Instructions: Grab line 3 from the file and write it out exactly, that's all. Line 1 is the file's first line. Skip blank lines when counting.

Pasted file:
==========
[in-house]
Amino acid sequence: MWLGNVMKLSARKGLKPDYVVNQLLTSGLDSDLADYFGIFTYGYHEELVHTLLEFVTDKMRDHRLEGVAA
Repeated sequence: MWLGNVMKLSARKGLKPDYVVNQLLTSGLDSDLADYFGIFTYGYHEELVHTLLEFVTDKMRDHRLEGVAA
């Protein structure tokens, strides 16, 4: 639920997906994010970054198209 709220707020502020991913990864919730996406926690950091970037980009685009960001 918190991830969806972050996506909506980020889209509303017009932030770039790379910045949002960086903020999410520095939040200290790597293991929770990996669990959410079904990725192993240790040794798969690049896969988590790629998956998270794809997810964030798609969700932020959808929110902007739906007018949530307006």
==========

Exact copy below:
Repeated sequence: MWLGNVMKLSARKGLKPDYVVNQLLTSGLDSDLADYFGIFTYGYHEELVHTLLEFVTDKMRDHRLEGVAA